WHO IS YOUR FAVOURITE FICTION AUTHOR?
Currently my favourite author is Rohan Mistry whose towering novels about India are so vivid, so descriptive and so visual that I can totally immerse myself and believe I am there experiencing everything he is writing about. I end up knowing the characters so well and empathizing with them. I feel their pain, their anguish, their sorrow, their joys and their afflictions. There is so much going on in his books, like a vast kaleidoscope of sounds, smells, colours, life and death. I would love to write such epic novels – fiction, so true in every minute detail, that it seems like non-fiction.
WHERE DO YOU GET INSPIRATION FROM?
Since I write mostly non-fiction I get my inspiration from life in its many shapes and forms. I observe people. I listen to conversations. I like to blend into the background so people don’t notice me. That way I can be like a video camera, overhearing, watching, recording mental notes in my head and then scribbling them down later. Not, of course, in any sinister way but simply as a fascinated observer. I love the process. I learn so much from watching and listening to others.
IS YOUR FAMILY SUPPORTIVE?
Yes, I have been very fortunate. My son is a producer and is encouraging me to write so, perhaps, one day he can produce something I’ve written. My two daughters often tell me they are proud of me. One of my nephews is very positive about my current book. One sister did complain, “Oh no, you’re not writing THAT story again!” I think her main problem with this particular book is that she is staunchly Conservative and it shows up the Conservative government of Harold Macmillan as a vindictive government bent on the destruction of one innocent man to cover up their own misdeeds.
WHAT ELSE DO YOU DO TO MAKE MONEY FROM OTHER THAN WRITING?
I have actually been “retired” for the past ten years while living in Costa Rica. But while living there I have been very active in the local English Language Theatre. I have been President of the theatre for 3 years and have directed 3 plays and acted in several more. I also worked with indigenous Bribri groups in the Talamanca mountains of Costa Rica, putting their lives and legends into dramatic form. Before that I was a humanitarian aid worker, working with refugees with disabilities in Bosnia and Croatia during the war and then in Azerbaijan. I loved that work.
LOCATION & LIFE EXPERIENCES – WHERE DID YOU GROW UP AND WHERE DO YOU NOW LIVE?
I grew up between Surrey in southern England and the Highlands in the far north of Scotland. I would say I had a very idyllic childhood in both places. But I had itchy feet from a very early age and couldn’t wait until I left school at 16 to adventure abroad by myself. I lived in New York for three years and worked as the producer of an all-night Talk radio programme on 1010 WINS New York. Then I travelled alone around the world, taking the Trans-Siberian railway across Russia and Siberia. I lived in the Philippines for 3 years, working as TV and pring journalist, before heading back to the UK. I currently spend my time between Los Angeles, Costa Rica, the UK and Newfoundland. Travelling every 3 months seems to calm my restless spirit.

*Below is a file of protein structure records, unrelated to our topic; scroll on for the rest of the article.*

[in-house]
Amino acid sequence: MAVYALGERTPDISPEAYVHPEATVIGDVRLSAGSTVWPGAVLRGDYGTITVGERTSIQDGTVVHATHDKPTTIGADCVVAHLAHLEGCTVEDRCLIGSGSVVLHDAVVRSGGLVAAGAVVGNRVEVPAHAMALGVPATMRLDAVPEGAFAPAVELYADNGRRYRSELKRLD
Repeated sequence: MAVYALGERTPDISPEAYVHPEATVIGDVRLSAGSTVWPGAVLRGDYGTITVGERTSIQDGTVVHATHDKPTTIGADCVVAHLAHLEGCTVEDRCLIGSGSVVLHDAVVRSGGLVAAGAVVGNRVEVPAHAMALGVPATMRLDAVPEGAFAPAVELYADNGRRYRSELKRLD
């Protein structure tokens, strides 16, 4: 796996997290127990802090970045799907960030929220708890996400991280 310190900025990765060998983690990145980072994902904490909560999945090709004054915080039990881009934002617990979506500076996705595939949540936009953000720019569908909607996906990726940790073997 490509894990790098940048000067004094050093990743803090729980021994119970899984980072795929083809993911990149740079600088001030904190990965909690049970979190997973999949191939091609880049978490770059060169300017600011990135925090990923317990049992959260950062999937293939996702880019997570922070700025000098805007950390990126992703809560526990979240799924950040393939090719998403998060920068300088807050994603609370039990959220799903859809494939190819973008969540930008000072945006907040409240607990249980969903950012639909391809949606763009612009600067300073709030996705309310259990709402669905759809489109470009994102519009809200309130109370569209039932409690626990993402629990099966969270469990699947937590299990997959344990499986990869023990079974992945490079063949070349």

WHAT SCARES YOU THE MOST?
What scares me the most is the American love of guns and the callous attitude of the NRA towards background checks, weapons in the home and massacres of innocent people, including children. What scares me is their intransigence to any sort of gun control and their only solution to children being gunned down in schools is handing out yet more guns to teachers. This scenario is very scary to me.
DO YOU PLAN TO PUBLISH MORE BOOKS?
No, I have no plans at present to write another book, other than my memoirs, written more for my family and friends than for general readership. I won’t categorically state I will never write another book. Simply that I am concentrating right now on completing a screenplay and that will take me a few more months. So I can’t really predict beyond that what irresistible subject, like Stephen Ward, might arise that I would be eager to dedicate another four years of my life to.
WHAT IS HARDEST – GETTING PUBLISHED, WRITING OR MARKETING?
Until independent publishing took off I would definitely say the hardest task was getting published. It seemed to be a chicken and egg situation. No agent, no publisher. No publisher, no agent. I was extremely fortunate in that I had a successful author who became so excited by my research when I showed it to him that he immediately called his publisher to tell him he must publish the book. The publisher, Tom Maschler of Jonathan Cape, needed no persuasion. He became hooked and was 100% supportive and certain it would become a best-seller. I hadn’t actually written a word, I had no agent and yet here I was talking to a top publisher who was more excited than I was! Now, these days, with the growth of independent publishing, it is easy to publish a book. The hard part is marketing it. I think one needs to be very tech savvy and familiar with all the social networks to make a success of it. Unfortunately I am neither.
IF YOU COULD HAVE A DINNER PARTY AND INVITE ANYONE – DEAD OR ALIVE – WHO WOULD YOU INVITE AND WHY?
For the living guests I would invite Rachel Maddow because I love politics and I would dearly love to have been a political journalist. And Maddow is simply the best and brightest of all of them all today.
I would invite Imelda Marcos (former First Lady of the Philippines) because I have written scathingly about her numerous times in the past. I feel I owe her at least a decent dinner for never having had me thrown in gaol or had me assassinated as was the fate of many of her other enemies. And, let’s face it she is very entertaining.